SEOUL, Nov. 30 (Yonhap) -- Most conscientious objectors imprisoned for refusing military service were released on parole Friday, following the Supreme Court's recent not-guilty verdict.
The Ministry of Justice said that 58 inmates convicted for refusing to serve in the military, due to religious beliefs and reasons of conscience, were released from prisons and detention centers nationwide. The release reduced the number of such objectors serving jail term to 13, it noted.
The 58 people have spent more than six months in prison, the ministry said, adding that five other imprisoned conscientious objectors found unfit for parole in the ministry's screening won't be released this time.
A 26-year-old man, who wants to be identified only by his surname, Kim, told reporters before leaving the Uijeongbu Prison, north of Seoul, that he will now seek to change negative public sentiment towards conscientious objectors.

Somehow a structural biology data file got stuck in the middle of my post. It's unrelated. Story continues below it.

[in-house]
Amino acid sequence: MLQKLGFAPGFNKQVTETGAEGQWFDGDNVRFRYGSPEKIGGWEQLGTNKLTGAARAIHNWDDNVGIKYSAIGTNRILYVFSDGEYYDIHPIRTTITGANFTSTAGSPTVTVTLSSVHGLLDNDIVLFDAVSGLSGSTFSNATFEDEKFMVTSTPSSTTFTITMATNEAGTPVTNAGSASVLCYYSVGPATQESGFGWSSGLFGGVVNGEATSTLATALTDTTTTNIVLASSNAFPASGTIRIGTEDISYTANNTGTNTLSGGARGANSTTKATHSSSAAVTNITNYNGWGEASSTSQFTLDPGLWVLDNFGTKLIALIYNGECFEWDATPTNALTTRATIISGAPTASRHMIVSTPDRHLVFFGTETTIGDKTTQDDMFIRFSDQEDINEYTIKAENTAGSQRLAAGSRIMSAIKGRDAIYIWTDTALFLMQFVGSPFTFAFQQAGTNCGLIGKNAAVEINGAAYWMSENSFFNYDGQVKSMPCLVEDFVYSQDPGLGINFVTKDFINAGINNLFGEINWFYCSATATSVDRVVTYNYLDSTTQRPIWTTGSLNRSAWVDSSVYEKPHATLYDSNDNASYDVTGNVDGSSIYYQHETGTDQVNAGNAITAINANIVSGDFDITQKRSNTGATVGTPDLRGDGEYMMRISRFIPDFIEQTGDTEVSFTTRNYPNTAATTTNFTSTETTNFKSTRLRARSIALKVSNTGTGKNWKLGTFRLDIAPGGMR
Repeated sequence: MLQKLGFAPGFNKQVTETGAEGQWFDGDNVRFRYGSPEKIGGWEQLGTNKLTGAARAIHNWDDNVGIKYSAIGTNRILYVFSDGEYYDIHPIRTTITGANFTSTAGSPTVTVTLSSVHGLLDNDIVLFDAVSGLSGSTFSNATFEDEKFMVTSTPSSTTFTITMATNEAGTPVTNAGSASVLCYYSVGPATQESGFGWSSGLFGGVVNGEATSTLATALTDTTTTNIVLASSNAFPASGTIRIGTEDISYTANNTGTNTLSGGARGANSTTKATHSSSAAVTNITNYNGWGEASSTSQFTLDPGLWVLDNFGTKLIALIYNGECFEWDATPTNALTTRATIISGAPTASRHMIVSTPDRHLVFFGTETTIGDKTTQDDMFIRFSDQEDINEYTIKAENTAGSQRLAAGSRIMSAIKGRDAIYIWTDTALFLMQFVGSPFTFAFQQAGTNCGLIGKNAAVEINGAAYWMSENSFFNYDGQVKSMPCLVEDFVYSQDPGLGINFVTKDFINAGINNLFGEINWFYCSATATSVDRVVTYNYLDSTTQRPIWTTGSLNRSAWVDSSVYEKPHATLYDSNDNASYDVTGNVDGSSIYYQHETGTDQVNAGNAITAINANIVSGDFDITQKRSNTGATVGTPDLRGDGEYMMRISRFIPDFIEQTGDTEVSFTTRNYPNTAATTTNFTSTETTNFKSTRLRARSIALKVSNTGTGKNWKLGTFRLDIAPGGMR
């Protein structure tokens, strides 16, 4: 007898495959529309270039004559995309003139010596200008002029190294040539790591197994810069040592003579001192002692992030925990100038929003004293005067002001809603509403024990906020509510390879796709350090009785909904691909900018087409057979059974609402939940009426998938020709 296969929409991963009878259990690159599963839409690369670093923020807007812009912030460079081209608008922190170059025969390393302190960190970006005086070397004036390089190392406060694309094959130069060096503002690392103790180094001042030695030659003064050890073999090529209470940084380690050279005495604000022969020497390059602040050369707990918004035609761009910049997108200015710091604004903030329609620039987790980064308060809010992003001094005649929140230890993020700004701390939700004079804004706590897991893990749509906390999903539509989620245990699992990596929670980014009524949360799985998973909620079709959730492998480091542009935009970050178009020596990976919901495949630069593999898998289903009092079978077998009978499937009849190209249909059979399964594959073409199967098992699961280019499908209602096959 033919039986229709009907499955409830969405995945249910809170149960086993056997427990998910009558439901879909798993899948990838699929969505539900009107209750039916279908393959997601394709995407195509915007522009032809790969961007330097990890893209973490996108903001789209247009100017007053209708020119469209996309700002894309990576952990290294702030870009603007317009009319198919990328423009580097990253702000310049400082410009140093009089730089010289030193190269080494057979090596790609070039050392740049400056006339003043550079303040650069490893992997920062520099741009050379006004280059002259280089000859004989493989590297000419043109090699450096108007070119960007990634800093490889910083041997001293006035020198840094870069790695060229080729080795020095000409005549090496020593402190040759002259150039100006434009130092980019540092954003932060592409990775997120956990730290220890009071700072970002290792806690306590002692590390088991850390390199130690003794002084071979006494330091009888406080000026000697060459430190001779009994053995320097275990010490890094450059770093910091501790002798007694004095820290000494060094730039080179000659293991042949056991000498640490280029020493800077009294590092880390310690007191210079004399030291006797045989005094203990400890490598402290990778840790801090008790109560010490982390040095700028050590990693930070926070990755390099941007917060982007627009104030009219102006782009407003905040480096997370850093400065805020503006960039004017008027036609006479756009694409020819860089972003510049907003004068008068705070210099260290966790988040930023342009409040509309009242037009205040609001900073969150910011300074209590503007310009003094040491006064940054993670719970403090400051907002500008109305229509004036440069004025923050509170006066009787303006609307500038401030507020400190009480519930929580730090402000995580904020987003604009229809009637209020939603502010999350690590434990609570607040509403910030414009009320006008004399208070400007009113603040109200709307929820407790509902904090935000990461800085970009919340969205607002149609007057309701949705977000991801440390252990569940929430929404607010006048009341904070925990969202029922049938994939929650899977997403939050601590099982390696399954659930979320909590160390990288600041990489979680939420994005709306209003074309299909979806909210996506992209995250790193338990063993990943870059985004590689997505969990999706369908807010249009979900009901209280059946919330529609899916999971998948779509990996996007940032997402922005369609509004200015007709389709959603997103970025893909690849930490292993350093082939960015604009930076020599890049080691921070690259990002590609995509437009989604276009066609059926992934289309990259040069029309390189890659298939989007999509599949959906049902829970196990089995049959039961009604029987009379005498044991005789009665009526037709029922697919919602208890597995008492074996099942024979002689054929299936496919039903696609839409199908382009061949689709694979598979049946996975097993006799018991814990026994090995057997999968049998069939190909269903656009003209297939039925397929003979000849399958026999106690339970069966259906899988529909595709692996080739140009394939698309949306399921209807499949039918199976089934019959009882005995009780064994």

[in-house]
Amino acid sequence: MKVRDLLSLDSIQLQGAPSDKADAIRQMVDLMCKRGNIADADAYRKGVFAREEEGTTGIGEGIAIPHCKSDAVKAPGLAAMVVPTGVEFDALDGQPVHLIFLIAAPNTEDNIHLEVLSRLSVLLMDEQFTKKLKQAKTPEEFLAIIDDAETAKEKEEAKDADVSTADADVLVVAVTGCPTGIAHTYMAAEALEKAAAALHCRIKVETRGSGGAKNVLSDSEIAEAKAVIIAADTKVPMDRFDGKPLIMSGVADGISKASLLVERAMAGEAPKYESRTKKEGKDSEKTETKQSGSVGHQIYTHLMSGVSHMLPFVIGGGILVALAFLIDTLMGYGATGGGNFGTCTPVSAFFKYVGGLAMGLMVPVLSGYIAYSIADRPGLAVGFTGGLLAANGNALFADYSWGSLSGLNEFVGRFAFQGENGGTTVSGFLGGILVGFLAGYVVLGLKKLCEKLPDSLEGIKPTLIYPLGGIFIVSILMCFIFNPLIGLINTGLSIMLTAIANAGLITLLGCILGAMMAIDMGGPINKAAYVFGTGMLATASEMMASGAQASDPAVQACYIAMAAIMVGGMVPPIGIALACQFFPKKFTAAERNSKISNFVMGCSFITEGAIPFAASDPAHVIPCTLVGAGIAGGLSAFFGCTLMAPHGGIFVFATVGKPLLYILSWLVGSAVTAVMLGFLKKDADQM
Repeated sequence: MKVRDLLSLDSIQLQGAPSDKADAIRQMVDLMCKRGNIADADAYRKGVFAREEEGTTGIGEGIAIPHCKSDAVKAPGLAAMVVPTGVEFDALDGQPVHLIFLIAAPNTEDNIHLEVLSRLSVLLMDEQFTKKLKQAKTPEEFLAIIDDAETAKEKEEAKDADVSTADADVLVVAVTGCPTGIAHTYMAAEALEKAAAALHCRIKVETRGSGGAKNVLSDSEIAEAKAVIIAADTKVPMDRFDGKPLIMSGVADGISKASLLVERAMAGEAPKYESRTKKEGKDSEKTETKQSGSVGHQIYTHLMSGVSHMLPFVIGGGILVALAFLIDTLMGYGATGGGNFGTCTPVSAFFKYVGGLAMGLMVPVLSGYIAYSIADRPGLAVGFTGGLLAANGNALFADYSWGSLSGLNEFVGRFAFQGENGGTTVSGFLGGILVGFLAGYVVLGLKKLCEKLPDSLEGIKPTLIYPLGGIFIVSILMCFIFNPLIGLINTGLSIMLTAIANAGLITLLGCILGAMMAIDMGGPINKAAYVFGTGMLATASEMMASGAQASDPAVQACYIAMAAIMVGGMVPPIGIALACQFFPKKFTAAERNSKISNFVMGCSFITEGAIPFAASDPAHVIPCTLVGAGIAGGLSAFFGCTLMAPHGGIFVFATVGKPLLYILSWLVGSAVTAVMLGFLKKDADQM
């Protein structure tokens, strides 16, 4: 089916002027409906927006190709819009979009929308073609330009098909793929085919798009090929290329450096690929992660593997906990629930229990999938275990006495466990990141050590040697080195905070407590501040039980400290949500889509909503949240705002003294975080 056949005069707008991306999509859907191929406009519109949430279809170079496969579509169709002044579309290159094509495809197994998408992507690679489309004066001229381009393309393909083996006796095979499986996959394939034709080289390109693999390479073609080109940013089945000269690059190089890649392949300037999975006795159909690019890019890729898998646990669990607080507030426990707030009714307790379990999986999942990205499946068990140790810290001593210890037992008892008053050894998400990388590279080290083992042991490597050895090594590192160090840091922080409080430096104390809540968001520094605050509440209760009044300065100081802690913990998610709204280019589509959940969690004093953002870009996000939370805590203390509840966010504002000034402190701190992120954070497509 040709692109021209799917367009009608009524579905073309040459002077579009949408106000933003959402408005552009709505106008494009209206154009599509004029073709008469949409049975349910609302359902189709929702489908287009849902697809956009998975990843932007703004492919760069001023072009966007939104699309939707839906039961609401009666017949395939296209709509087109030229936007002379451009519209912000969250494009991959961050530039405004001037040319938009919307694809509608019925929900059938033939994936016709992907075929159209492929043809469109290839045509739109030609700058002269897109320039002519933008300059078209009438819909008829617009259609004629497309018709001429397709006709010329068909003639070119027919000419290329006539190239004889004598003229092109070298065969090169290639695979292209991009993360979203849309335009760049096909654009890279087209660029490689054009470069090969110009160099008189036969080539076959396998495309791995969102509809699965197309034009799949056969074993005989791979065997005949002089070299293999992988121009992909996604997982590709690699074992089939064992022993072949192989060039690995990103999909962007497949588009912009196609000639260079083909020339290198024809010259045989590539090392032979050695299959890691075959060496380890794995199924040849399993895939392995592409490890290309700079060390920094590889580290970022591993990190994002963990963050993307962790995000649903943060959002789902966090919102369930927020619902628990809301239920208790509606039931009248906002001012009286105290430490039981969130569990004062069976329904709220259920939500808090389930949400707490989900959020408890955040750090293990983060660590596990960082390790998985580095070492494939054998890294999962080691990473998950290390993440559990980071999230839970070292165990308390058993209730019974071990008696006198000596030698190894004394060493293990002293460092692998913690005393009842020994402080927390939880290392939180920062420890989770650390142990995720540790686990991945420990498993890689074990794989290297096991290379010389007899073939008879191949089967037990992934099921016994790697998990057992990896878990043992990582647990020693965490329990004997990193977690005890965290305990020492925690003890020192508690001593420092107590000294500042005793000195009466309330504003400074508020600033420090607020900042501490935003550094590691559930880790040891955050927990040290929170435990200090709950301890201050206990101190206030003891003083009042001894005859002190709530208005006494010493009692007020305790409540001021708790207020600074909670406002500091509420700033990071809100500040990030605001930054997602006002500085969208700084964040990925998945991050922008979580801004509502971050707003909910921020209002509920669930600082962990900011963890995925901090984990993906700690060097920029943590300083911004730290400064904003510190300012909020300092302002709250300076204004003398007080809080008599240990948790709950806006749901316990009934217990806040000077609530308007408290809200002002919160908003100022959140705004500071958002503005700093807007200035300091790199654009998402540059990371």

"I sufficiently understand the critical views towards conscientious objectors' refusal to serve in the military, particularly because Korean men have a military service mandate. I'll faithfully carry out alternative or social service to positively change the public criticism," said Kim.
The parole has come after the Constitutional Court ordered alternative service for conscientious objectors in June and the Supreme Court on Nov. 1 acquitted a man indicted for refusing conscription on grounds of religious faith.
Until the landmark rulings, religious and conscientious objectors were usually sentenced to one year and six months in prison and most of them were paroled after serving one year and two to three months.
"The authorities thoroughly examined investigation records and other documents of the imprisoned conscientious objectors before deciding on their parole," said a ministry official.
The released conscientious objectors will engage in various social services for a certain period, the official said.
Source: Yonhap News Agency